The trials which the hero is supposed to undergo in a Gothic romance are in fact undergone by the heroine in Jane Eyre. The bandit Rochester is only skin-deep. Underneath the brooding exterior is a sensitive soul, which a WOMAN frees. In this way we see that CB created rather a daring departure from conventional fiction, although there are still many aspects of the novel which remain true to Victorian convention.!


  Here I am sitting on a couch alone, thinking about what I have just finished reading with tears of sadness filling my eyes and fire of indignation filling my heart, which revived my exhausted soul that has already been covered by the cruelty and the selfishness of the secular world for a long time. It is truly what I felt after reading Oliver Twist, written by the prominent British author Charles Dickens.

  The resonance between me and the book makes me feel not only the kindness and the wickedness of all the characters in the novel, but what this aloof society lacks, and what I lack deep inside. These supreme resources I’m talking about right now are somewhat different from minerals, oil that we usually mention. They’re abstract like feelings, and some kinds of spiritual stimulation that all of us desire anxiously from one another —— love and care.

  Those charitable figures whom Dickens created in the novel are really what we need in life. They showed love and care to others, just as the gentle rain from the sky fell upon the earth, which was carved into my heart deeply.

  Mr. Brownlow is one such person.

  The other day he had one of his elaborate watches stolen by two skilled teenage thieves, Artful Dodger and Charley Bates, and thought naturally it was Oliver, who was an orphan and forced to live with a gang of thieves, that had done it because he was the only one near by after the theft had taken place. Being wrathful, he caught Oliver, and sent him to the police station where the ill-tempered, unfair magistrates worked. Fortunately for him, Oliver was proved innocent by one onlooker afterwards. With sympathy, Mr. Brownlow took the injured, poor Oliver to his own home. There Oliver lived freely and gleefully for some months as if he were Mr. Brownlow’s own son. One day, however, Mr. Brownlow asked Oliver to return some books to the bookseller and to send some money for the new books that he had already collected. The thief Oliver once stayed with kidnapped him. After that he disappeared in Mr. Brownlow’s life. Searching for a while, Mr. Brownlow had to believe the fact that he had run away with his money. But dramatically, they came across each other again a few years later. Without hesitation, Mr. Brownlow took Oliver home for the second time not caring if he had done something evil.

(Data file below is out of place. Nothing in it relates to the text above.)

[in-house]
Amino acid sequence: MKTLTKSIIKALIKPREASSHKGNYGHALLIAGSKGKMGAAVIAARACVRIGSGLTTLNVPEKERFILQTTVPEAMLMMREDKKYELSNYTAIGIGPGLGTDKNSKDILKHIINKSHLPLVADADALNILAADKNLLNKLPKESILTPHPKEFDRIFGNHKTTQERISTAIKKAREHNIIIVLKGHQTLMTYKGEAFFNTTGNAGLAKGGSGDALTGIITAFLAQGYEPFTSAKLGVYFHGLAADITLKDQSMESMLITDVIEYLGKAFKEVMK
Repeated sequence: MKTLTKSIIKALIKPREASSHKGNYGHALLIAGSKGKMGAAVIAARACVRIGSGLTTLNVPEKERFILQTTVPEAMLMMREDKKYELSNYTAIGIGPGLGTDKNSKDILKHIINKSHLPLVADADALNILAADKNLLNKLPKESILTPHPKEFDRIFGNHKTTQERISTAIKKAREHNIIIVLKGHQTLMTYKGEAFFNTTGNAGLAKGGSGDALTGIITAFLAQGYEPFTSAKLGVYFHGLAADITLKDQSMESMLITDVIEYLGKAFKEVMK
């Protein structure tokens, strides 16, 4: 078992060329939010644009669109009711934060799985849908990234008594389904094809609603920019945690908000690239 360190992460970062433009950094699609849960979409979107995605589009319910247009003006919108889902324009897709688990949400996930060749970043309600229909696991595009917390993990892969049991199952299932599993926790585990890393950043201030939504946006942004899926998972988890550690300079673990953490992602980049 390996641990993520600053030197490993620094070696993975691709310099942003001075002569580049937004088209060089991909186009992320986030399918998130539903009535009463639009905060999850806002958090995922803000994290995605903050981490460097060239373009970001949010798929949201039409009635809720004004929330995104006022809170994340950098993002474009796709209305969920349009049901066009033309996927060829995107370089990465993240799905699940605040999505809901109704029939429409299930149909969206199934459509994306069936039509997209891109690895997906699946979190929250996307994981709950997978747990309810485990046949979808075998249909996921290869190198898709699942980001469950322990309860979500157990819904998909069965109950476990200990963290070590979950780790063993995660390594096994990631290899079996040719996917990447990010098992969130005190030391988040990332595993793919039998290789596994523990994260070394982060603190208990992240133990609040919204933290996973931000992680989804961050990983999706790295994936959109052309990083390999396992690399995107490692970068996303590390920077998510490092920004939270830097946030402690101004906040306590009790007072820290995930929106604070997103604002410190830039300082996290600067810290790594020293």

Perhaps most of us would feel confused about Mr. Brownlow’s reaction. But as a matter of fact, this is just the lesson we should learn from him. Jesus said in the Bible. “Forgive not seven times, but seventy-times seven.” Why is that? Because forgiveness is our ability to remove negative thoughts and neutralize them so our energy may be spent on doing what we came here for. We cannot move forward in our future if past issues cloud our thinking. Stop put Mr. Brownlow into the list of your models. Always give people a second chance no matter what they might have done. That’s also a substantial part of loving and caring others.

  Then there are Mrs. Maylie and Rose, Oliver’s other benefactors. Maybe the reason they loved and cared Oliver was not because of forgiveness. In my point of view, it was trust. They had faith in Oliver when he was considered to be a filthy burglar who tried to break the front door of Maylie’s at midnight. But this wasn’t how these two ladies saw the whole thing. They denied Oliver’s crime immediately and listened attentively to Oliver’s own description of his miserable life. They were deeply touched by Oliver’s strong perseverance and astonishing vitality. Accordingly, they remedied Oliver’s body and heart and turned him into a different boy. He began to wear appropriate and clean suits which were tailor-made for him and receive education.

  As far as we can see, it is trust that helps us all live together without precaution. Sometimes trust can even lead us to miracles, which we often expect to come about, so why not trust? Trust yourself, trust others, and you’ll salute miracles every single day.